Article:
1) Chipset: This is slightly complicated because this is a combination of the processor & motherboard of the computer. Also called SoC (System on Chip), it is basically a sophisticated computing system with several processors including CPU, GPU, ALU, Modem, Communication processors like GSM, 3G, GPS, WiFi, Bluetooth etc completely integrated into a single chipset.
2) Display: Usually a flat touch based screen
3) Storage: RAM for volatile memory, Internal/External memory card for persistent data
4) Body/Shell: To package the whole system and provide appearance.
The following diagram summarizes the above explained correlation of parts from different industries.
As we see from the above description & diagrams, the parts of a smartphone, although complicated in design, are like modular components which can easily be picked as off-the-shelf components by anybody even with minimal expertise & assemble them into a phone. Apart from the above mentioned parts, there are other parts as well like battery, charging circuit, sensor units (accelerometer, temperature sensor etc)
Now that we have got a good idea of the major components of a smartphone and their roles & responsibilities in the phone, let us briefly look into each component and the companies which offer them.
Since this is the most complicated component of the smartphone and requires fabrication of the SoC (System on Chip), it is offered only by reputed companies which have the finance, semiconductor fabrication plants & muscle power to compete in this segment.
Just like how automobile engine companies sell their engines under a series of brandnames (like UniJet Turbo Diesel engines by Fiat), similarly, tech companies sell chipsets under a series of brand names which are usually highlighted by phone salesmen.
For example, Samsung offers chipsets under the “Exynos” series, while Qualcomm offers its chipsets under the “Snapdragon” series, Intel offers its chipsets under “Atom” series, MediaTek offers its chipsets under “MT” series & Nvidia offers its chipsets under the “Tegra” series.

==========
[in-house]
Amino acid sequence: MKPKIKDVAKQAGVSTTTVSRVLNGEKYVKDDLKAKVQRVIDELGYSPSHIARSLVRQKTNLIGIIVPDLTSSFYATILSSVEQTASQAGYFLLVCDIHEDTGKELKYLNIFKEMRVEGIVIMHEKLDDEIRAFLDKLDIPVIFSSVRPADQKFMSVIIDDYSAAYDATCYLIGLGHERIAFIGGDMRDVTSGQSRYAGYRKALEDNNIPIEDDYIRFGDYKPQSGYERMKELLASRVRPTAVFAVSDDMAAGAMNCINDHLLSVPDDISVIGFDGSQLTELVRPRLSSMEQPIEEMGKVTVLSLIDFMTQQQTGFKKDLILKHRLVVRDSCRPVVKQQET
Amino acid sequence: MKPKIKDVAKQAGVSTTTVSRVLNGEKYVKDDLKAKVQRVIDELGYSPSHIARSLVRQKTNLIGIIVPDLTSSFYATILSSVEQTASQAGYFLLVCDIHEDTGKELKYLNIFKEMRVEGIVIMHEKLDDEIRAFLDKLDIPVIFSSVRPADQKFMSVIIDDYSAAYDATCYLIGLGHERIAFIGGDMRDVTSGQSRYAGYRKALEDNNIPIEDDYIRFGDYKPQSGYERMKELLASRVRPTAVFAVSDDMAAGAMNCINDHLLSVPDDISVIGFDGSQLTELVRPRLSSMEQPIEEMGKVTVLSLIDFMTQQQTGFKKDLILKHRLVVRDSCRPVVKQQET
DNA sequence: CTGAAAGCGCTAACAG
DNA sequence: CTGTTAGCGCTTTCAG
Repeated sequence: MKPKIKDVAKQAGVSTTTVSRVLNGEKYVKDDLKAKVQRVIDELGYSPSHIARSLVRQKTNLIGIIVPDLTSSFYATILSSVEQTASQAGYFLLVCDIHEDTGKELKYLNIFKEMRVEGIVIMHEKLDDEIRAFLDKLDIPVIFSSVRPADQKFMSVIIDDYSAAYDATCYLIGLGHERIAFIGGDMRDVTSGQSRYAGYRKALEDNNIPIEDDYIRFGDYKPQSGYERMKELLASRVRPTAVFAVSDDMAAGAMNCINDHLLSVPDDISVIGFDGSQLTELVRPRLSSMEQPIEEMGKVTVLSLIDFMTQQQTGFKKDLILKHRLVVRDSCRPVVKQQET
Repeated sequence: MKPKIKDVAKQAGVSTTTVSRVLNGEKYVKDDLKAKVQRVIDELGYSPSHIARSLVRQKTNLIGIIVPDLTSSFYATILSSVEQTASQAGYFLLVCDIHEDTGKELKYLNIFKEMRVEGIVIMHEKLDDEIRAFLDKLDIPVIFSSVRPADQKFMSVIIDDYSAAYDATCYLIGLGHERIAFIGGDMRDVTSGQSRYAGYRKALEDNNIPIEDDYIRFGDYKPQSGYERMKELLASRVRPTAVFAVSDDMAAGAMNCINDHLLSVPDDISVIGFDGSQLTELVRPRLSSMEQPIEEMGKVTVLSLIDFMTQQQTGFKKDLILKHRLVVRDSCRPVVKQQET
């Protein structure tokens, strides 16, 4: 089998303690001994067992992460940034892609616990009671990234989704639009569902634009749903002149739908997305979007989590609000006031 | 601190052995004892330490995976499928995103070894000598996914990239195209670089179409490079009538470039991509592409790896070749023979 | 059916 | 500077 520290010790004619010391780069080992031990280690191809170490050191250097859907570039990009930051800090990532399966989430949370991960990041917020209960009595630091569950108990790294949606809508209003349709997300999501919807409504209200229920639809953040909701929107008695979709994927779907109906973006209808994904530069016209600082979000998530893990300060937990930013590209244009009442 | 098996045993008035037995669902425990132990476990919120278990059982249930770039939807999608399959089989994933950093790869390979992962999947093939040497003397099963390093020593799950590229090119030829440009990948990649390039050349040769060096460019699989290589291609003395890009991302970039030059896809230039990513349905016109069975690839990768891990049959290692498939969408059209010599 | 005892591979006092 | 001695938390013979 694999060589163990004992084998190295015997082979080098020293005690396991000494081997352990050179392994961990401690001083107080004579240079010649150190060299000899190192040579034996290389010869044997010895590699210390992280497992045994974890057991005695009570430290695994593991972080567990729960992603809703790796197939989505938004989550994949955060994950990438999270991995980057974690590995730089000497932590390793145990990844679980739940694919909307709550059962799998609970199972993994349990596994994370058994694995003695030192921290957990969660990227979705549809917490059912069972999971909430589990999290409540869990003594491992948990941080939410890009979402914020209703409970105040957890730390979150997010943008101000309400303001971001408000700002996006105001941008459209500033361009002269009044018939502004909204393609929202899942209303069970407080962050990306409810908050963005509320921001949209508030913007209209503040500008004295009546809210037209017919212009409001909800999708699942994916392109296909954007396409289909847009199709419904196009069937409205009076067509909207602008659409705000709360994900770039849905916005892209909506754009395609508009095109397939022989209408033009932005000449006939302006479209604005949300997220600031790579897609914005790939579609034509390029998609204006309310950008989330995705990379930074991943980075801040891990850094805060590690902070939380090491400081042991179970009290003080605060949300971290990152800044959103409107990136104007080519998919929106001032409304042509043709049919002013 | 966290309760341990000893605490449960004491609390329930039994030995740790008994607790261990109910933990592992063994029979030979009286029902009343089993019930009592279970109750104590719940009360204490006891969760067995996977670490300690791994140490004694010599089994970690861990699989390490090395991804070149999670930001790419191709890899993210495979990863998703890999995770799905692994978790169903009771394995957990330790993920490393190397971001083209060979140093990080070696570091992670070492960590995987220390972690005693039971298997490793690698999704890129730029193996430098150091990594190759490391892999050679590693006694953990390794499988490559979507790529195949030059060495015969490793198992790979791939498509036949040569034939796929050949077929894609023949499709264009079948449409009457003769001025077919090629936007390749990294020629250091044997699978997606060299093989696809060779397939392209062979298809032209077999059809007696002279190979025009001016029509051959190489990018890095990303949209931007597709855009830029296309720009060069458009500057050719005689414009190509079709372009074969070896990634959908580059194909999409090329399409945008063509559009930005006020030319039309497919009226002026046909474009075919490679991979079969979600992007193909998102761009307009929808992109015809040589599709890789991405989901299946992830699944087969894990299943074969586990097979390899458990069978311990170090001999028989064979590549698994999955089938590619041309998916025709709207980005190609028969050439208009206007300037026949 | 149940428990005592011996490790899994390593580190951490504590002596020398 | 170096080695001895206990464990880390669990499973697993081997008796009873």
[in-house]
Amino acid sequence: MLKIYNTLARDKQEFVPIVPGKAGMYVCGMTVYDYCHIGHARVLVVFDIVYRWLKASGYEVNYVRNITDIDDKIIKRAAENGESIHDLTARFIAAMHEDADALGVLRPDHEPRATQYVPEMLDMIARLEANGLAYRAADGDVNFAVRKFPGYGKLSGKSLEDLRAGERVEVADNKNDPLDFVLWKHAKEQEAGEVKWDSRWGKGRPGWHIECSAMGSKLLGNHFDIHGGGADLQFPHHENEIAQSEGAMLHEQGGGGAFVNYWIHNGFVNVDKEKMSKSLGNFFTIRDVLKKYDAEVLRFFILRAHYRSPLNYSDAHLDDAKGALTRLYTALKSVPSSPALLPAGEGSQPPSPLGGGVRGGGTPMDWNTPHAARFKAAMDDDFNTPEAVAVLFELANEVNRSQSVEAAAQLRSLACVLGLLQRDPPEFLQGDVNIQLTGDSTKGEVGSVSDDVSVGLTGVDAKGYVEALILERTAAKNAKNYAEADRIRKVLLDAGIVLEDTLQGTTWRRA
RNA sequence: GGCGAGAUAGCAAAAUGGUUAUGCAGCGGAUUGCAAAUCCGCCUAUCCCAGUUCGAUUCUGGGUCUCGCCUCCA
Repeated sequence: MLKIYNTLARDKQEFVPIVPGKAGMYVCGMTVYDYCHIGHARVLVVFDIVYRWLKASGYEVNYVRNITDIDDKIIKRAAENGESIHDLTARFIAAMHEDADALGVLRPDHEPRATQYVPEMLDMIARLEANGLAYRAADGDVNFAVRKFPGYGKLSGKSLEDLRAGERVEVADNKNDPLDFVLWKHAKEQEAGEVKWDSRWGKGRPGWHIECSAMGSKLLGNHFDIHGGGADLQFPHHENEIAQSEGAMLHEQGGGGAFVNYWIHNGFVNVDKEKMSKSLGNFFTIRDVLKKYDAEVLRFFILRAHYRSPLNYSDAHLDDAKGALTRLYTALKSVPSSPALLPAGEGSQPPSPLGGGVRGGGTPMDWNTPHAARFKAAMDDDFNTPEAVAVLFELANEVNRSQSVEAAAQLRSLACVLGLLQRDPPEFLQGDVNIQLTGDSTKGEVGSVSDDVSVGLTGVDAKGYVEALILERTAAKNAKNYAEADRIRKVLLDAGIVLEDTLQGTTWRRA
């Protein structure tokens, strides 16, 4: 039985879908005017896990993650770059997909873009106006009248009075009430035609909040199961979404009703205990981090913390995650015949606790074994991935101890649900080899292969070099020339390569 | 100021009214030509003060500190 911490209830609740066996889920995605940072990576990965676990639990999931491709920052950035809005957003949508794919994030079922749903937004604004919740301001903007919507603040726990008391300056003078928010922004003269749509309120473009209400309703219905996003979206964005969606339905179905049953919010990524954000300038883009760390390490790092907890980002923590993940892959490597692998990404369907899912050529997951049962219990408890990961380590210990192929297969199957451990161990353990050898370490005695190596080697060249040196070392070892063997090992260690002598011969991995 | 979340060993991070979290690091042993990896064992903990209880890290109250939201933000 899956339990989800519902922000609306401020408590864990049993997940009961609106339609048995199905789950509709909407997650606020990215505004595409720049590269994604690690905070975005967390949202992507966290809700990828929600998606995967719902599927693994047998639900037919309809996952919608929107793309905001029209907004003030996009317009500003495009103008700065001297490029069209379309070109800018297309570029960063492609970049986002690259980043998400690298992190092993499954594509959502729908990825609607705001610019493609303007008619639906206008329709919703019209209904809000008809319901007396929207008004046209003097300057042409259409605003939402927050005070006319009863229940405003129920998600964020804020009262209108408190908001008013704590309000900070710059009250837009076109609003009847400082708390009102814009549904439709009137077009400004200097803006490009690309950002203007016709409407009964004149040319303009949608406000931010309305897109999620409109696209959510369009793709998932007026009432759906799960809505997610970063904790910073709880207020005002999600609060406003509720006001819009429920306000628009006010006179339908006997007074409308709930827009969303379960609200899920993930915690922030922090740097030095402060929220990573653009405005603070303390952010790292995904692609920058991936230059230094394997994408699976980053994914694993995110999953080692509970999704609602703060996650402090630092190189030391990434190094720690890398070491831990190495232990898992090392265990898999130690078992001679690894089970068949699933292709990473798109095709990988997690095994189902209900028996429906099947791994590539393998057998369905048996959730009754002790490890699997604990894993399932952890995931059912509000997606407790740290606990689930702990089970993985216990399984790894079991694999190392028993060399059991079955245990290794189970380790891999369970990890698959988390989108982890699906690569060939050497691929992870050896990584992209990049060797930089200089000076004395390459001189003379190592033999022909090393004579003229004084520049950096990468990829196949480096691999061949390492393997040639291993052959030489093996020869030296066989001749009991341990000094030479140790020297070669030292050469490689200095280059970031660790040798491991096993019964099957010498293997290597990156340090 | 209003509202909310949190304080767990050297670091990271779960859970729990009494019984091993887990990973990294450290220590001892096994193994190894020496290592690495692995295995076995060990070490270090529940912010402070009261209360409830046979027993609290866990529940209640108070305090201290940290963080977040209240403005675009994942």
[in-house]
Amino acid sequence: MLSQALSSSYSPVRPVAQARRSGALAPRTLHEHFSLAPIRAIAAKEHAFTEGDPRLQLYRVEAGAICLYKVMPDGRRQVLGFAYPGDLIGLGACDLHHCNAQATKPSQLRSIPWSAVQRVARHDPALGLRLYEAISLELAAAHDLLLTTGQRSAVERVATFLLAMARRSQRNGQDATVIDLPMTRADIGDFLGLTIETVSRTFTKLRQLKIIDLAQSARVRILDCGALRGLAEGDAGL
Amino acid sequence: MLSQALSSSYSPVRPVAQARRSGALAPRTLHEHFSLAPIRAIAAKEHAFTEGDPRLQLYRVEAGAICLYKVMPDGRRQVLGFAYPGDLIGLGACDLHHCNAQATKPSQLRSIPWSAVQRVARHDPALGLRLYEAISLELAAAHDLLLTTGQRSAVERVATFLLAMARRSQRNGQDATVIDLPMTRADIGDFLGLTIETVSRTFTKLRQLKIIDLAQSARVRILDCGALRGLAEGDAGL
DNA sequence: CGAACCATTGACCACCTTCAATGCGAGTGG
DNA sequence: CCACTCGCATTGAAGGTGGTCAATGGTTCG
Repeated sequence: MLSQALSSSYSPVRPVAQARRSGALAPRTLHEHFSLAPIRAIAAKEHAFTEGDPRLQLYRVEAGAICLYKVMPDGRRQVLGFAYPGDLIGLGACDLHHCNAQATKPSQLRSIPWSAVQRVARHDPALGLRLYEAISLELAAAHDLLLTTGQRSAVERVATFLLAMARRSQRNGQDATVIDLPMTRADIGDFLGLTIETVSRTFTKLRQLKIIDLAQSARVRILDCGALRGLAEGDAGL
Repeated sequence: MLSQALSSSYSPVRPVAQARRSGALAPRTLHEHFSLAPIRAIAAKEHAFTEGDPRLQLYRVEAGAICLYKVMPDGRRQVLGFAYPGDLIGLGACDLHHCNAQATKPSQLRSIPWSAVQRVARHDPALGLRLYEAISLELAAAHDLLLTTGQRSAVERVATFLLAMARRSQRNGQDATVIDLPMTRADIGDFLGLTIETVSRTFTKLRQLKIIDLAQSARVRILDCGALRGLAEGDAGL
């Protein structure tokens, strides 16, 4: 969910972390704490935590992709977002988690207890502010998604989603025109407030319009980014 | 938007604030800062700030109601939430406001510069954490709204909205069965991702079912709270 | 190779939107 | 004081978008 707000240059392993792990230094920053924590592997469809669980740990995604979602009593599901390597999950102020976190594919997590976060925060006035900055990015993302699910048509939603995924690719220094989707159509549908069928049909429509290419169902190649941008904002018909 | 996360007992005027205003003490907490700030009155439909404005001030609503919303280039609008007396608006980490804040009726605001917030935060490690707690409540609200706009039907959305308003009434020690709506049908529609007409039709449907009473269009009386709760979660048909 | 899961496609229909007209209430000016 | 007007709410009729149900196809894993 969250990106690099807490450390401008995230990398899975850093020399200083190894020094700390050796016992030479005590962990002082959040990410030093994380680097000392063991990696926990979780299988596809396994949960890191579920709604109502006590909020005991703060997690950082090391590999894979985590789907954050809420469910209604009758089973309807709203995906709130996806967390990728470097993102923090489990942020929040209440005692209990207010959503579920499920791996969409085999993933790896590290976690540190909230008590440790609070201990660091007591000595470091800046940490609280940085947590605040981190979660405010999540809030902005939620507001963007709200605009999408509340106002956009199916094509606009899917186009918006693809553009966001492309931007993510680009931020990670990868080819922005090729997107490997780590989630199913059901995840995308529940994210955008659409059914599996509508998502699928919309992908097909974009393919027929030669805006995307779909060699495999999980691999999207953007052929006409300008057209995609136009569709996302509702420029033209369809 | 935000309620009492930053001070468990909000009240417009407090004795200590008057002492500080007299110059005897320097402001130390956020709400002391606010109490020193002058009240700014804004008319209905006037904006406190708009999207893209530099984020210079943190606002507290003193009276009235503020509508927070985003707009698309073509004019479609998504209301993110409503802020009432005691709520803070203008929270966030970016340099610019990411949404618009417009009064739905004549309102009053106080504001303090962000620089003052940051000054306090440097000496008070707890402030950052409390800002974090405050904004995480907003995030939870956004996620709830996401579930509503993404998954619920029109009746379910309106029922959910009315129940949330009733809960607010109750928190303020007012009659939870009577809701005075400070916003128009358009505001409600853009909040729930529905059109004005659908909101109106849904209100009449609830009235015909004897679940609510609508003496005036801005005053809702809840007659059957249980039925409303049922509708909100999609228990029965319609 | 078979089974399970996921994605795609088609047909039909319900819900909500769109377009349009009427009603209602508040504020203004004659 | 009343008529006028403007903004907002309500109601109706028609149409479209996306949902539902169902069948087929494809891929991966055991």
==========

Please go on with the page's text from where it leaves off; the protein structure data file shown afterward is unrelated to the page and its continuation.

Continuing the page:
The industry is flooded with manufacturers ranging from as small as a 10 member teams to as large as 10,000 member teams producing displays (with touchscreen) of all shapes, sizes & resolutions. Some of the major players producing smartphone displays include Samsung, LG & Sharp, who market it under different brand families like Retina display, Super AMOLED, IPS displays, with resolutions like qHD, HD, Full HD etc which are highlighted in specifications & ads.
The internal memory of smartphones are usually “Flash Memory” and Samsung is the dominant player in this category, followed by Toshiba, Sandisk & others. Since manufacturing flash memory requires fabrication plants, there are only few companies offering it.
There are a plethora of companies and even a thriving cottage industry in China producing batteries of all possible qualities. Some of the best quality batteries are manufactured by Dynapack, Samsung & Sony.
This is a multi-part case study and in the next part we shall go more in-depth into each component and find out how Chinese OEMs have been cleverly choosing specifications & components for their smartphones (which in turn are bought by companies like Micromax in bulk & sold in India under their brand-name) to provide great value-for-money to the customer with very little compromise in user experience & quality.